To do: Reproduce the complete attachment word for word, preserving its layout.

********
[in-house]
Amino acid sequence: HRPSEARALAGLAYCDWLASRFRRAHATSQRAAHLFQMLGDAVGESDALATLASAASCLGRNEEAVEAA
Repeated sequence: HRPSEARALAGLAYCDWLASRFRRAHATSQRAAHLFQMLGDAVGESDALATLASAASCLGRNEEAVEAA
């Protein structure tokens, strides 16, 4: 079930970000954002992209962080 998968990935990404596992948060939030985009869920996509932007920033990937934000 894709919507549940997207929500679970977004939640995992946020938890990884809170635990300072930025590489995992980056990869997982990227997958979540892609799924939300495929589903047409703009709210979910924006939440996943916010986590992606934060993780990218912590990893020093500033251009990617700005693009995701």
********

[in-house]
Amino acid sequence: HRPSEARALAGLAYCDWLASRFRRAHATSQRAAHLFQMLGDAVGESDALATLASAASCLGRNEEAVEAA
Repeated sequence: HRPSEARALAGLAYCDWLASRFRRAHATSQRAAHLFQMLGDAVGESDALATLASAASCLGRNEEAVEAA
């Protein structure tokens, strides 16, 4: 079930970000954002992209962080 998968990935990404596992948060939030985009869920996509932007920033990937934000 894709919507549940997207929500679970977004939640995992946020938890990884809170635990300072930025590489995992980056990869997982990227997958979540892609799924939300495929589903047409703009709210979910924006939440996943916010986590992606934060993780990218912590990893020093500033251009990617700005693009995701």